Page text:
Clark reported to Arlington at 6am on Monday November 25th “all spit and polished,” only to find that he and the groundskeepers were the only ones there. The crew was laying down fake grass in the 30 degree weather, he recalled. After waiting for a period of time he moved to the Army Band building at Fort Myer to try to get some sleep. At around 9am, a call came wondering where the bugler was, and Clark was informed that he had missed the rehearsal for the graveside ceremonies. A colonel asked him if he had ever played Taps , to which Clark replied, “I cannot remember a time when I did not know Taps.” He was told to report back around noon. After going home briefly to watch part of the funeral on television, he returned to Arlington around 11:30am.11 Clark described the scene that met him at the cemetery. There were marks for him to stand upon that placed him ten paces from the rifles of the firing party, and a microphone for which he was to play into. “I’m not playing for the mike. I’m playing for Mrs. Kennedy,” he told the television soundman, who assured him that the volume would be adjusted: It never was.12
Clark waited in the cold for three hours for the funeral mass to finish at St. Matthew’s Cathedral in downtown Washington. He remained calm despite the cold air and mounting tension: both enemies of any brass player. An apple brought from home provided some lunch during the wait and he occasionally warmed the bugle “to take the edge off.” At 1:30pm, the funeral procession left St. Matthew’s and began the solemn trip to Arlington. The march took over an hour. As the funeral procession approached, Clark turned to his religion. He remembered his beloved hymns, of a choir singing Amazing Grace, and of favorite bible passages.13 The magnificent, solemn pageantry of the state funeral of John F. Kennedy was unfolding before his eyes, and from his position on the hill in front of the Custis-Lee Mansion, he had the perfect view to watch the military procession as it crossed the Memorial Bridge and wound its way into the cemetery.
Shortly before 3pm, the Kennedy family, accompanied by heads of state, prime ministers, and United States officials; gathered by the gravesite as the U.S. Marine Band struck up Ruffles and Flourishes and the national anthem. The casket was borne to the grave accompanied by the strains of “Mist-Covered Mountains” played by the U.S. Air Force Pipe Band.14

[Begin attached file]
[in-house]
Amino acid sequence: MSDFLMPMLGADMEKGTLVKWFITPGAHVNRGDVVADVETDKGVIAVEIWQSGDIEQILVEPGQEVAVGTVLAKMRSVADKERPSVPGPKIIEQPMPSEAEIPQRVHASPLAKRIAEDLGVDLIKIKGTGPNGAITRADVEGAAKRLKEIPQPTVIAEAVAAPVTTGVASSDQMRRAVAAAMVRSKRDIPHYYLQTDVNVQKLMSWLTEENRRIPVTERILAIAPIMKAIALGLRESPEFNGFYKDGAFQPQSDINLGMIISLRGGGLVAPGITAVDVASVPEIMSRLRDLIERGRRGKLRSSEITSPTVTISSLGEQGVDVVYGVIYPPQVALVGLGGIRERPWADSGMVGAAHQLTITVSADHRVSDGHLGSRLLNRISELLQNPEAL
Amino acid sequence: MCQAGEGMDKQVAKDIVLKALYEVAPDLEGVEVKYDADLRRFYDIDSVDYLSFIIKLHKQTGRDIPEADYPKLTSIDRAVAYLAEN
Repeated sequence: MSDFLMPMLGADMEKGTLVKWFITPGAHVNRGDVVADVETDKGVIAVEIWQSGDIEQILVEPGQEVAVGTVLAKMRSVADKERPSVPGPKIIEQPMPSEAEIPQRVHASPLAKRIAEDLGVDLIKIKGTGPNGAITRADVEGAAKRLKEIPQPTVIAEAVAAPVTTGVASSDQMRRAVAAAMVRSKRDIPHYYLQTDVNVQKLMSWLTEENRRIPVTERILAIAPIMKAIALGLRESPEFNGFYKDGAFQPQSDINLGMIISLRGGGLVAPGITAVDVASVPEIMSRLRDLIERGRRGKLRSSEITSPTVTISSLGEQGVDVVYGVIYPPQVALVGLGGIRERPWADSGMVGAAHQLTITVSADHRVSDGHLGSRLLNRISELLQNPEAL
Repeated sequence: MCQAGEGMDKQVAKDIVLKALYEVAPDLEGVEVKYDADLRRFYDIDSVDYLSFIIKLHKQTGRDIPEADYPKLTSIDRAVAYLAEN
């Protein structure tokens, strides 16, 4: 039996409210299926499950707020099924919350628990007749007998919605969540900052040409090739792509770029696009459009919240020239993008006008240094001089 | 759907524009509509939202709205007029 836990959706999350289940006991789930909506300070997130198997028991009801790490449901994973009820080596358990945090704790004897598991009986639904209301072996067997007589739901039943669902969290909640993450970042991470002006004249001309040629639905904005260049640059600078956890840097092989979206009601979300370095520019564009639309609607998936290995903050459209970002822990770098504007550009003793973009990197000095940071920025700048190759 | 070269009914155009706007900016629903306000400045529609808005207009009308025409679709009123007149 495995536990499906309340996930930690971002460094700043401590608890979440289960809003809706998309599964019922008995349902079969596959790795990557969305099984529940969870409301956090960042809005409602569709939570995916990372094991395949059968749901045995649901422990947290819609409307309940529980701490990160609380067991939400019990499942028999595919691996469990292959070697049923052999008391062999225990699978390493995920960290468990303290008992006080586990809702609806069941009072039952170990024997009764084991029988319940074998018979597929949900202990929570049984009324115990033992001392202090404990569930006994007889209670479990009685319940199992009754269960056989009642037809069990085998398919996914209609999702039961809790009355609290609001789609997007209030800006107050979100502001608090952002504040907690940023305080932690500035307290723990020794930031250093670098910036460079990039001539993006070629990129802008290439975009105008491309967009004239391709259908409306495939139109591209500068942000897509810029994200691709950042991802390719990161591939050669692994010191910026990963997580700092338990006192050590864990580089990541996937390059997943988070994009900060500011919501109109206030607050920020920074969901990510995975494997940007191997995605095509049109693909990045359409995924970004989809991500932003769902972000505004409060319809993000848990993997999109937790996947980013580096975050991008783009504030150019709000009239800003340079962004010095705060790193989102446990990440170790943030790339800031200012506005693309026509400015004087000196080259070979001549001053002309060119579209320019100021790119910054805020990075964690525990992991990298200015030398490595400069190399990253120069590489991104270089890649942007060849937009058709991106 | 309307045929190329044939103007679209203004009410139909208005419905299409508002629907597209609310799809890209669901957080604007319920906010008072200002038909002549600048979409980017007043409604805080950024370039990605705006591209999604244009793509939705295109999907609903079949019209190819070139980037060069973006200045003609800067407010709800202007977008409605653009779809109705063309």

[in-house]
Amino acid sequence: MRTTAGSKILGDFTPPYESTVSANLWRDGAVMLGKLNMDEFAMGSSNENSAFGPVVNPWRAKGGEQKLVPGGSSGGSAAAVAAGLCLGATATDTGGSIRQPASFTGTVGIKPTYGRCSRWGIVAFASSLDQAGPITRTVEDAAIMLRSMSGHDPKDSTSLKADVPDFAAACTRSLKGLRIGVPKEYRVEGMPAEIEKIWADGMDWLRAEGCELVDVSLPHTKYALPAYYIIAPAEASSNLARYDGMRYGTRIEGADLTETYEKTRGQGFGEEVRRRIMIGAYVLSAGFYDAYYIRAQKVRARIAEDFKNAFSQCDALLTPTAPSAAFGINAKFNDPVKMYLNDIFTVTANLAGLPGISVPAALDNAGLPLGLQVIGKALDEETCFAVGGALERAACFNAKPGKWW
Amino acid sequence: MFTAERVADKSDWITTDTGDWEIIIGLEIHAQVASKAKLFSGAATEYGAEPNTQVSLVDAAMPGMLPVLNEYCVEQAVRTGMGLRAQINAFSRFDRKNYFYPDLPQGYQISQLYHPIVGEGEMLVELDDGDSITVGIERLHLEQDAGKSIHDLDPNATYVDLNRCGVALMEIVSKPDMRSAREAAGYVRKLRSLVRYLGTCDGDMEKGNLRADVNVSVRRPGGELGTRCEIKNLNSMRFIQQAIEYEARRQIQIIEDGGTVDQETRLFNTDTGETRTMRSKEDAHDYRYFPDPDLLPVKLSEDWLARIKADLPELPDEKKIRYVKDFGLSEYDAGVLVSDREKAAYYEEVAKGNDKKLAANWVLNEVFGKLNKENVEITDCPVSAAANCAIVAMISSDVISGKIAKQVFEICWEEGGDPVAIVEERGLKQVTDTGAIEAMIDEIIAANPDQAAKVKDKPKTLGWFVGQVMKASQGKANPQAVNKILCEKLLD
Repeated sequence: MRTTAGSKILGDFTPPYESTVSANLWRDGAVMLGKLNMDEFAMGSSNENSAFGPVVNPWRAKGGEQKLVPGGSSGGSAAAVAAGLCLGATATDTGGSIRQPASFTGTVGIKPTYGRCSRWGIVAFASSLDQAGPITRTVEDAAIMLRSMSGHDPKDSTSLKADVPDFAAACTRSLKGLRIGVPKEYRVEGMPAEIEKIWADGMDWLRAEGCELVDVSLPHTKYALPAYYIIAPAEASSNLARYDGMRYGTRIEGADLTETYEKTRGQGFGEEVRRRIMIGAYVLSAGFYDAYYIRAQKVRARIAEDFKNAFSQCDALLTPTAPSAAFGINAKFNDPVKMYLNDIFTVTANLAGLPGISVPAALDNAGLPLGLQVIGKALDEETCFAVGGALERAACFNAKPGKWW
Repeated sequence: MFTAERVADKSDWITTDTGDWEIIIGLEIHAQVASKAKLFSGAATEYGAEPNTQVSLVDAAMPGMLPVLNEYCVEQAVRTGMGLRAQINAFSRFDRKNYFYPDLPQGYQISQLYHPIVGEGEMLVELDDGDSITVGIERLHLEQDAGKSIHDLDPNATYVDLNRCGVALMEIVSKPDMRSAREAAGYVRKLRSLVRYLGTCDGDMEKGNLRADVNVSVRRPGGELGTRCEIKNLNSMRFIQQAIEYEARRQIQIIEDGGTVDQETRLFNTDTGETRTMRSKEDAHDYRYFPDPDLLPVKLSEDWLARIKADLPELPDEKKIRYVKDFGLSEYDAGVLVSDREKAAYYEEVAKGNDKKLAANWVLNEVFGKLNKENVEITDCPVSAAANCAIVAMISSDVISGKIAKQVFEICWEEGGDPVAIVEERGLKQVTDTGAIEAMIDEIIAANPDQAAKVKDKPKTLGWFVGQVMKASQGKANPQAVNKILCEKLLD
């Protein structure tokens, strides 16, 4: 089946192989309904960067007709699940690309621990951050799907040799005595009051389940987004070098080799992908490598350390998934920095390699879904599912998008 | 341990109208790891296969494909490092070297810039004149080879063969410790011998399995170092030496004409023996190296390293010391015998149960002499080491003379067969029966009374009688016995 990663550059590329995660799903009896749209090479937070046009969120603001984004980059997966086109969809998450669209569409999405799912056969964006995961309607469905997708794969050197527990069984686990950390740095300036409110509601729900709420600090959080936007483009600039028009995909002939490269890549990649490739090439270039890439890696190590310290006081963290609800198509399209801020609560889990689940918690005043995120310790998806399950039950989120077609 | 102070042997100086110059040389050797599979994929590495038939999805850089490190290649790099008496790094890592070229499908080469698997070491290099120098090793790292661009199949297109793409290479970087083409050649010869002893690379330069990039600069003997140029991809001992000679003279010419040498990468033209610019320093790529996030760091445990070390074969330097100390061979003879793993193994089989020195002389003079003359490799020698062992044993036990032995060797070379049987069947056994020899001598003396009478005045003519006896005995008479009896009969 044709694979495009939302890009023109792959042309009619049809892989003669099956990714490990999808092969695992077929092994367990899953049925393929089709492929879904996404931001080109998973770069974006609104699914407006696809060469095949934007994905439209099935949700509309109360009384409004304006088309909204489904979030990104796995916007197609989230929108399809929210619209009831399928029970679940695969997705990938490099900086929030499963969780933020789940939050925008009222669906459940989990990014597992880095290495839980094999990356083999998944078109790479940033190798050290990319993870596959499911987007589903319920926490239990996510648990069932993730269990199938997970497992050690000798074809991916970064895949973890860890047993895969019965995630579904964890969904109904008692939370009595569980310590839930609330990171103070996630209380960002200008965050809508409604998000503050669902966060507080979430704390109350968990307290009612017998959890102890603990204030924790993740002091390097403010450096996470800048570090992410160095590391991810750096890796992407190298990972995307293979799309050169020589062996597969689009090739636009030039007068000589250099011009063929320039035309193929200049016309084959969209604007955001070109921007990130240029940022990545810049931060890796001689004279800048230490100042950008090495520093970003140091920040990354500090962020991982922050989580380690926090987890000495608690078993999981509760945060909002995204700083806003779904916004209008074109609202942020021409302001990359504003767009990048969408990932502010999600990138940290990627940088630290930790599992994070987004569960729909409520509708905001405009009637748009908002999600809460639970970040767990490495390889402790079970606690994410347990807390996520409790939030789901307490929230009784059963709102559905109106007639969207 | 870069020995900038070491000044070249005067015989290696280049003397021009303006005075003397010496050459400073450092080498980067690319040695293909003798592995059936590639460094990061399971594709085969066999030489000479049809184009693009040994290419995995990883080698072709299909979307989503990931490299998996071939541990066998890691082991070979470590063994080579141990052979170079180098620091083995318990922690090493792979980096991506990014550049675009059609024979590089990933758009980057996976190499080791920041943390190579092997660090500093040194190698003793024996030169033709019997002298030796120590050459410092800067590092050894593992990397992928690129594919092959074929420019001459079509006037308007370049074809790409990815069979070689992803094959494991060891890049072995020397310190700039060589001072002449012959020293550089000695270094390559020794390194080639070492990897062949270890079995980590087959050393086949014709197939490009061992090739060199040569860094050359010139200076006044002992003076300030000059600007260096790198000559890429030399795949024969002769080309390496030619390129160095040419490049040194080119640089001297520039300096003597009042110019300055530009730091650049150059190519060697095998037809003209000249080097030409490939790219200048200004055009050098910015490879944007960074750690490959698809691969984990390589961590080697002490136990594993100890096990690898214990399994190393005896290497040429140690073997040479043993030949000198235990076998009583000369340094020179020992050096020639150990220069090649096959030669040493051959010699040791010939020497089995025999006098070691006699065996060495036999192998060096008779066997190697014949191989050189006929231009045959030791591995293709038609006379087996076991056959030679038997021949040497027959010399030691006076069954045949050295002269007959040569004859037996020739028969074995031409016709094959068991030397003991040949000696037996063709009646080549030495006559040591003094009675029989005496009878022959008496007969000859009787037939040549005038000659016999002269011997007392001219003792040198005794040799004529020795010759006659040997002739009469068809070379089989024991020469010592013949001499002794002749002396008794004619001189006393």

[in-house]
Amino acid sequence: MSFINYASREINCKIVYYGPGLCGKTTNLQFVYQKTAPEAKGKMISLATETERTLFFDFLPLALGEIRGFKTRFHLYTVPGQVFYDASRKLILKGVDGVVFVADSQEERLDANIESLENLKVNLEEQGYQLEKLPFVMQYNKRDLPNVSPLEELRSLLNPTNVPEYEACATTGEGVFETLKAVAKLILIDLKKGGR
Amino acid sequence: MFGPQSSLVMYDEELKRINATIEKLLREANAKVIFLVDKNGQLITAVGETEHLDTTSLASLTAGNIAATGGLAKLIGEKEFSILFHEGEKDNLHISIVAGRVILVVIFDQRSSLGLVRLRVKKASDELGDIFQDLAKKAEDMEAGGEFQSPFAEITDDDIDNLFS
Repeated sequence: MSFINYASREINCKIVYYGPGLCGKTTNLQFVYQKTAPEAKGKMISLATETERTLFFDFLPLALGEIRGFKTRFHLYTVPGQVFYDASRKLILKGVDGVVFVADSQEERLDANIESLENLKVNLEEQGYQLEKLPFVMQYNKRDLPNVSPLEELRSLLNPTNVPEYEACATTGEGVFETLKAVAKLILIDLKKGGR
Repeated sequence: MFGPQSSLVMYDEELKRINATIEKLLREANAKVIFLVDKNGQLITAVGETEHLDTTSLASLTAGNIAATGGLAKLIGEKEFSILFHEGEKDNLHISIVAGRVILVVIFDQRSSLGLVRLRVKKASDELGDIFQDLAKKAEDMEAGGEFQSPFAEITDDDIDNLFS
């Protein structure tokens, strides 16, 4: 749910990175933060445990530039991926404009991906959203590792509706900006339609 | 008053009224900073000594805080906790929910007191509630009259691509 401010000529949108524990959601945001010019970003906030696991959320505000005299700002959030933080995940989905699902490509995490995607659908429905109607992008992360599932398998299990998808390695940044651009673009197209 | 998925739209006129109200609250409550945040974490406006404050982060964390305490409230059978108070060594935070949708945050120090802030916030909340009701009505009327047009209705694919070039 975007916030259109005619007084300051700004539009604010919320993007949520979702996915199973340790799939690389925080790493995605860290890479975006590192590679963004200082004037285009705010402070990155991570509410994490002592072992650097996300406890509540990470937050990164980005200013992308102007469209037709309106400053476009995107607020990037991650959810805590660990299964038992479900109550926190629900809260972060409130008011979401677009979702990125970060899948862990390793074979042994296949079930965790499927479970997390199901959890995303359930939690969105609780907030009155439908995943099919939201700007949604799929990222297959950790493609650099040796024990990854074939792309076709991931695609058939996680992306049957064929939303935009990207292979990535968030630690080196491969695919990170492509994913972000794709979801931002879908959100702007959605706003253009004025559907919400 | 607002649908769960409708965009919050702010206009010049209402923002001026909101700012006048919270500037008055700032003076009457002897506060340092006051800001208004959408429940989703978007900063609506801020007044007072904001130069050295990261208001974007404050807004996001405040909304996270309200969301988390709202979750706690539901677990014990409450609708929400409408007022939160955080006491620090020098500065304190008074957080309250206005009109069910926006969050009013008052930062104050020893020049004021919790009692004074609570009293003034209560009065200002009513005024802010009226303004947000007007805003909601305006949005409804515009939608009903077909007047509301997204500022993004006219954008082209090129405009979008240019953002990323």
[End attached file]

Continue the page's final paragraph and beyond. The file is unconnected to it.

Overhead, fifty fighter jets flew in formation followed by Air Force One. A corps of Irish Cadets, brought in at the request of the family, executed a silent drill as Cardinal Richard Cushing began the traditional Catholic commitment rites with “O God, through whose mercy the souls of the faithful find rest, be pleased to bless this grave.”15 Clark, with his perfect view of the proceedings, looked over the assembled mourners and saw a bevy of prominent world leaders. Presidents, kings, prime ministers, and elected officials stood elbow to elbow without consideration to rank. The service continued. “I am the resurrection and the light…”
The sky above was bright and clear on the crisp autumn day and the solemn pageant was quickly moving towards its conclusion. Cushing finished the burial rites and led the Lord’s Prayer, then stepped back as the military honors began. First came the twenty-one gun salute fired by cannons from Fort Myer. The sound thundered through the silent hills of Arlington. Cushing then finished with a final blessing. “Present arms!” came the next command. This was followed by the order, “Firing Party, Fire Three Volleys.” The command was executed by the seven members of the Old Guard (Third U.S. Infantry) firing party. Three separate volleys of rifle fire is customary for militaries around the world, deriving from the ancient practice of calling the name of the deceased three times, followed by the word “vale”(farewell).
Clark raised his bugle to sound Taps. The moment had come. The final movement of the musical honors accorded all military members at a funeral. Taps had been used since the Civil War, when General Daniel Butterfield penned the music while in camp at Harrison’s Landing during the Peninsular Campaign in July, 1862. It had begun life as a signal to extinguish lights but had transformed into the call heard at U.S. military funerals.